The Thomson Reuters Foundation reports that Africa’s first grid-connected biogas plant has opened on a commercial farm approximately 76 kilometres from Kenya’s capital city, Nairobi. It is capable of generating enough electricity to cultivate its 706 hectares (1,740 acres) of farmland as well as 5,000-6,000 rural homes. Before being used in Kenya the biogas technology had been used in 45 other power plants globally.
Known as the Gorge Farm Energy Park, and located in Naivasha Province, it will produce 2 megawatts (MW) of renewable energy and contribute to a 7,000-tonne reduction in carbon dioxide emissions. The plant will also result in the production of around 35,000 tonnes of natural fertiliser by-product which can then be used on the farm and/or sold to other local farmers and will help further reduce emissions by avoiding fertiliser transportation.
The farm itself is owned by Vegpro Group, which is a leading east African export producer and the second largest exporter of roses, but the biogas plant on the farm is owned and managed by an independent power producer known as Biojoule Power. Biojoule Power has entered into a power purchase agreement with Kenya’s national electricity provider, Kenya Power & Lighting Company (KPLC), and Gorge Farm to sell power generated from the plant for $0.10 per kilowatt houw (kWh).
In contrast, diesel-generated power costs $0.38 to produce. Producing the same amount of energy that the new biogas plant is capable of producing would require 5 million litres of diesel fuel annual in addition to the amount of fuel required to transport the diesel inland to the farm from the coastal port of Mombasa.
Sometimes also known as deep green energy, biogas, is considered a valuable source of energy in rural areas. The Gorge Farm Energy Park “plant produces biogas through anaerobic digestion, a process in which crop residue from the farm is digested by micro-organisms. The biogas produced is burned in two engines, producing both electricity and heat in a process called cogeneration.”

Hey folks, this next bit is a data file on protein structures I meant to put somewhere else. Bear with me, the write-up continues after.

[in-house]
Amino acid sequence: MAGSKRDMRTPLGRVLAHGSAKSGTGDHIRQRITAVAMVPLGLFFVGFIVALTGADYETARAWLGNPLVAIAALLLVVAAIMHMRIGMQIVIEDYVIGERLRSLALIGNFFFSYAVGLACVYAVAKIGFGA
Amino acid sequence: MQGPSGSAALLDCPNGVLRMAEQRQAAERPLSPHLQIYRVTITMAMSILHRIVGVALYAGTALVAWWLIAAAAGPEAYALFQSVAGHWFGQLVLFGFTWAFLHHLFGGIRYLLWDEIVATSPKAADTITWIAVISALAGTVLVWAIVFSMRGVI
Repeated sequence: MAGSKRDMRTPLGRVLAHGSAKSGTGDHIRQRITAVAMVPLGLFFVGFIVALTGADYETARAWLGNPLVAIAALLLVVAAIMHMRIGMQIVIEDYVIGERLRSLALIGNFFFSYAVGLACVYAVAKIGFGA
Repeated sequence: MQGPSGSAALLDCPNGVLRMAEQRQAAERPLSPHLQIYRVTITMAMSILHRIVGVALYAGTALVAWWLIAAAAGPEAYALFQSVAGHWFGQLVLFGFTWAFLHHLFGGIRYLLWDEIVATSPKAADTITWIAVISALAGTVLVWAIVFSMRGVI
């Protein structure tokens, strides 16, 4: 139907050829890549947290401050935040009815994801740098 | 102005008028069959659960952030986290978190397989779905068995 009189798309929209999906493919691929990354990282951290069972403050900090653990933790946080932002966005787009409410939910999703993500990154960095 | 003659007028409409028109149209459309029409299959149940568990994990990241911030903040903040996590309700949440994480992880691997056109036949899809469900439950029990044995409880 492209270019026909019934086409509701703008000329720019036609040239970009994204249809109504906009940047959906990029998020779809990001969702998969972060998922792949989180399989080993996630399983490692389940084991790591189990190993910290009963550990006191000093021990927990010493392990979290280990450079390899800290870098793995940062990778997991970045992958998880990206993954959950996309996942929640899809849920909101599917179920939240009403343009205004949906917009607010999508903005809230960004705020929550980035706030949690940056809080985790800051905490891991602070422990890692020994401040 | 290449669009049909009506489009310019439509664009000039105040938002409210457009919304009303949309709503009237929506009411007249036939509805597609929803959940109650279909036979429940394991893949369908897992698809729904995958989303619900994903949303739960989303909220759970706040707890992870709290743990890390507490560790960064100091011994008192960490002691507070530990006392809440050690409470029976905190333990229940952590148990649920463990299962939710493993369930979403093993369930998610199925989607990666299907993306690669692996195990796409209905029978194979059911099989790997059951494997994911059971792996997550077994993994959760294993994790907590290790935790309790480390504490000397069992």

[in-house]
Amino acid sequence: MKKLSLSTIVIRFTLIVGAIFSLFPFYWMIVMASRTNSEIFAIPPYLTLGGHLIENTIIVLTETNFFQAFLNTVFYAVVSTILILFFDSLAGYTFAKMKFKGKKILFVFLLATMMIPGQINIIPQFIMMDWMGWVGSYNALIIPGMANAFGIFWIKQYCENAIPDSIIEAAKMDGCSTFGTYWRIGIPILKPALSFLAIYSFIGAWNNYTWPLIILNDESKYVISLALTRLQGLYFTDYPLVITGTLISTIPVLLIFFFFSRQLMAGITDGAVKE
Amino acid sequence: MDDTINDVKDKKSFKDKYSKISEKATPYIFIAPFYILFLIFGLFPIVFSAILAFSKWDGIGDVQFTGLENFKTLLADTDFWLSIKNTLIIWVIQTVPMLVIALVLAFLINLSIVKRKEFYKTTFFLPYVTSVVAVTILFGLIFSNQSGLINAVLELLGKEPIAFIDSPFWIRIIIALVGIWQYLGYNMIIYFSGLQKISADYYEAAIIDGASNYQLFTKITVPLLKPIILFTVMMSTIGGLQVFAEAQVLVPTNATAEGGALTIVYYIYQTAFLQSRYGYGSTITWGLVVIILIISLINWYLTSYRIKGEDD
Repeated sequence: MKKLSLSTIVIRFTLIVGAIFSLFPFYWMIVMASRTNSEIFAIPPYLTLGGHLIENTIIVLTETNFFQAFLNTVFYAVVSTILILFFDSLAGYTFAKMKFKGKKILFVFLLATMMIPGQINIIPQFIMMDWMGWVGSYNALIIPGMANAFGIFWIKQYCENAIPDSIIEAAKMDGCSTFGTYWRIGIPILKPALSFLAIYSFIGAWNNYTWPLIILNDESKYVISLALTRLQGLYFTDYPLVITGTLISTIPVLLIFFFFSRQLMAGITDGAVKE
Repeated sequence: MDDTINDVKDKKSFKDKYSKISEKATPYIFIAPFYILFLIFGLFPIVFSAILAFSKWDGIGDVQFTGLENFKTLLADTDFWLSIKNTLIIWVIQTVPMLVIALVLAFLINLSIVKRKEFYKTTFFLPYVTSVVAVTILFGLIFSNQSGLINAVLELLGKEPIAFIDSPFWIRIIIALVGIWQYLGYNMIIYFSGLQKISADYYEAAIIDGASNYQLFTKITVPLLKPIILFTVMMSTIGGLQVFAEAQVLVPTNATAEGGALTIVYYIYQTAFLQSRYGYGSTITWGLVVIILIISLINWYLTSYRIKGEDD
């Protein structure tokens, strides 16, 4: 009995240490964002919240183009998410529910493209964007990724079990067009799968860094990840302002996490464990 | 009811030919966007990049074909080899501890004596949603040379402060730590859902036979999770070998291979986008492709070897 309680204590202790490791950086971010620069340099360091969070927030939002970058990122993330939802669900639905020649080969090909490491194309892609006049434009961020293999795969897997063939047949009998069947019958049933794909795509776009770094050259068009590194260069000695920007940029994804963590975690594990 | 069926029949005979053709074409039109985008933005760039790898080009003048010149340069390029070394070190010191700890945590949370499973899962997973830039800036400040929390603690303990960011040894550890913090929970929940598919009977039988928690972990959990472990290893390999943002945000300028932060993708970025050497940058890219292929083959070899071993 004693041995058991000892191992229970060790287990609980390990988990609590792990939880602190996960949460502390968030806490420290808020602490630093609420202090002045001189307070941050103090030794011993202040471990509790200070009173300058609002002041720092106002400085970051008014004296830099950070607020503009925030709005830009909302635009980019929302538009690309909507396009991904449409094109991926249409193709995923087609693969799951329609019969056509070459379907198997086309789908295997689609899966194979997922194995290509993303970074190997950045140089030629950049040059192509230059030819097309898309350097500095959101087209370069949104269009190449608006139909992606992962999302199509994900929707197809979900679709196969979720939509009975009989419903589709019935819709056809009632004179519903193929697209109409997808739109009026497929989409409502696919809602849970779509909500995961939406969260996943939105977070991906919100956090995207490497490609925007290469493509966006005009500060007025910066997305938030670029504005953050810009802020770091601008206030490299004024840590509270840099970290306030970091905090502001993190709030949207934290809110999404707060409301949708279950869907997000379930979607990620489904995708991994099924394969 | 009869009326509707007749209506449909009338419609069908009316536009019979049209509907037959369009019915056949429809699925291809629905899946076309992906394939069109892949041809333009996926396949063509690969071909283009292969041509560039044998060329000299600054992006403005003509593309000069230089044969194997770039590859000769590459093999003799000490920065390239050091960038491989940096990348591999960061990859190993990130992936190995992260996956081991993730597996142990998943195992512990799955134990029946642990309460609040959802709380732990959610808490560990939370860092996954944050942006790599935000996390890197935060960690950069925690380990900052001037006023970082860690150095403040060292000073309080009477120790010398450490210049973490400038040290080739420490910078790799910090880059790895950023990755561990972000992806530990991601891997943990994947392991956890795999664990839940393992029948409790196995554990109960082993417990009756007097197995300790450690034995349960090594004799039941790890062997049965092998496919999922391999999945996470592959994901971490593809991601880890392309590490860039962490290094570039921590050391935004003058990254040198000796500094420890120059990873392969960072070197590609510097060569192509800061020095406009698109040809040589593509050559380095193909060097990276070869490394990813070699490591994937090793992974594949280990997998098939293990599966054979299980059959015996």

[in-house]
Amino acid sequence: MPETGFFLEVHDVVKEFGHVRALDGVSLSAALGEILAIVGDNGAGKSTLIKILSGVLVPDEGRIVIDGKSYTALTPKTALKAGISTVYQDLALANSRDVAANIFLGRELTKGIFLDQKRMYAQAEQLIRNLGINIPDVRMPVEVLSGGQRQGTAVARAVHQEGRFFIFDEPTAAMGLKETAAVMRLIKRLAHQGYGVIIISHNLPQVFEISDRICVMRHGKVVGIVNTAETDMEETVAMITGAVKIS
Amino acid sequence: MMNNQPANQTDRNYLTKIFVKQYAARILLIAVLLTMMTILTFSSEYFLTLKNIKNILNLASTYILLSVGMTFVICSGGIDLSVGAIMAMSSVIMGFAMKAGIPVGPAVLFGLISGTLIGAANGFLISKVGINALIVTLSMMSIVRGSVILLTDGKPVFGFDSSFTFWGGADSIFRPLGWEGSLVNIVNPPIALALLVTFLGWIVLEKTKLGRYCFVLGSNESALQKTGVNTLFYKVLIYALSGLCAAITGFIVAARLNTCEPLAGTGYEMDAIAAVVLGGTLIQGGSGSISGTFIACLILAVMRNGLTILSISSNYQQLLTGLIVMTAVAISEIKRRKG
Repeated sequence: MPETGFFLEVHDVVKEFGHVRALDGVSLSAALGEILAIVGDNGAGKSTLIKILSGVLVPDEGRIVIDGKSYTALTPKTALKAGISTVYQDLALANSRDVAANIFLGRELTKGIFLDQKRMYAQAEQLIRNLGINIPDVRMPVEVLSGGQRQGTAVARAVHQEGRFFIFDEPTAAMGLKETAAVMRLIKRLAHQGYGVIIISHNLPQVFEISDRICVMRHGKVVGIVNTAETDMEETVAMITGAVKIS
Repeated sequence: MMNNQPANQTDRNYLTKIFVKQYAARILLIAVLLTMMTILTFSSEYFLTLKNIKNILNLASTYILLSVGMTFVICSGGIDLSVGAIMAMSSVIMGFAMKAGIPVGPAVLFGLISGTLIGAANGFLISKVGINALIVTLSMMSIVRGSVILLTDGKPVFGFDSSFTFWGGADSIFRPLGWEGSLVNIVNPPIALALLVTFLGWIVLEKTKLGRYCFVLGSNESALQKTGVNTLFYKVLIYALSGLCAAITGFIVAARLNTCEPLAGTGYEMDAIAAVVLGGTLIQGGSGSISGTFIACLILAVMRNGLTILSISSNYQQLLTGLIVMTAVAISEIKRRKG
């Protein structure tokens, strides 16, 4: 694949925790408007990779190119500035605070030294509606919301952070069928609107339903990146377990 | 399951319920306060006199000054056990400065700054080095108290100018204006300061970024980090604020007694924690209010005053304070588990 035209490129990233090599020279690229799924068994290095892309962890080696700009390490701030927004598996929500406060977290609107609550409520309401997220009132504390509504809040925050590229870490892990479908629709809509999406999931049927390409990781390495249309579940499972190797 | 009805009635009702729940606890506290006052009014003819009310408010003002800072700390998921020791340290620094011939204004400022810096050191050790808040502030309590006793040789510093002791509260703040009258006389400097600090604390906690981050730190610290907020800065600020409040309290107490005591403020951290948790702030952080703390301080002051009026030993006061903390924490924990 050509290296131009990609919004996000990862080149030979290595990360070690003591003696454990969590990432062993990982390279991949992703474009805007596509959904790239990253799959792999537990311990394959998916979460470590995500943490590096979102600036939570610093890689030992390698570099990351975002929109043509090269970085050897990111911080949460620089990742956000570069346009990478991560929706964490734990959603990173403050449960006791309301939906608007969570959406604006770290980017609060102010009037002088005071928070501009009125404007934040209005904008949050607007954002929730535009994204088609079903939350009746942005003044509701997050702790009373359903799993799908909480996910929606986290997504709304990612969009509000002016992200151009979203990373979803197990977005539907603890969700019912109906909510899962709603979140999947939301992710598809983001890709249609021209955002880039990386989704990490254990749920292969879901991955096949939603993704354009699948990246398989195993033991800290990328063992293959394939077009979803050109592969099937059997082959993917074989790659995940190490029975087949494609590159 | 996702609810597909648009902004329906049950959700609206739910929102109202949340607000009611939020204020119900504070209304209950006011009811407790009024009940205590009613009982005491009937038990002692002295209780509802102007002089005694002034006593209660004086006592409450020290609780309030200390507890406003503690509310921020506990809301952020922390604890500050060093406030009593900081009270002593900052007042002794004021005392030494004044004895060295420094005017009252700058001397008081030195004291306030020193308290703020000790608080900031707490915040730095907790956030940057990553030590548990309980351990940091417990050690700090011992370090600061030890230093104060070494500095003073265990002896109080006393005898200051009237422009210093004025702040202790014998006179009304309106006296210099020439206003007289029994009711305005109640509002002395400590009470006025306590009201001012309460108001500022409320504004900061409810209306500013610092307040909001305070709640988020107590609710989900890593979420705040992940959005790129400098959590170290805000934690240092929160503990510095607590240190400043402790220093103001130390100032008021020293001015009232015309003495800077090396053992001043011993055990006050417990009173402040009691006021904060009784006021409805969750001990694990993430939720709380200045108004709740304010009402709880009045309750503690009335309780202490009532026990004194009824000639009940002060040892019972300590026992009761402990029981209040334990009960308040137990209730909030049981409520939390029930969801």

This plant represents an important first step for Kenya, the east African region and more generally Africa. The majority of Africa’s population reside in rural areas, use the land for income generation purposes and are not connected to national electricity grids. The use of biogas, and the construction of more biogas independent power producer plants, can provide a potential solution to this challenge. Many experts agree on this.
One such expert is Helen Osiolo, a Policy Analyst at the Kenya Institute of Public Policy Research and Analysis. She believes “the potential for biogas generated electricity in Kenya is significant” adding that it could generate between 29 MW and 131 MW of power that could be added to the Kenyan national electricity grid. One challenge she foresees is that the government might not be willing to pay enough per kWh hour produced.
Another potential challenge to biogas’ expansion is the perception that a substantial amount of raw material is required in order to produce any energy output that is meaningful. However, Tropical Power, a developer of African biogas and solar plants, estimates that if organic materials from only 1 percent of Kenya’s landmass were used in anaerobic biogas plants then it would produce approximately 1,800 MW of electricity which is equivalent to Kenya’s current effective installed national capacity.
The United Nations also promotes the potential that biogas. A 2015 UN report also explored the possibility of generating biogas from human, rather than organic, waste claiming that it “is a potentially major source of energy that could provide electricity for millions of homes while improving sanitary conditions in developing countries.” Almost a billion people worldwide do not have access to toilets and are forced to relieve themselves outside. The UN reports that “if their waste was collected and used to produce biogas, it could generate electricity for 10 million to 18 million households and be worth $200 million to $376 million per year.”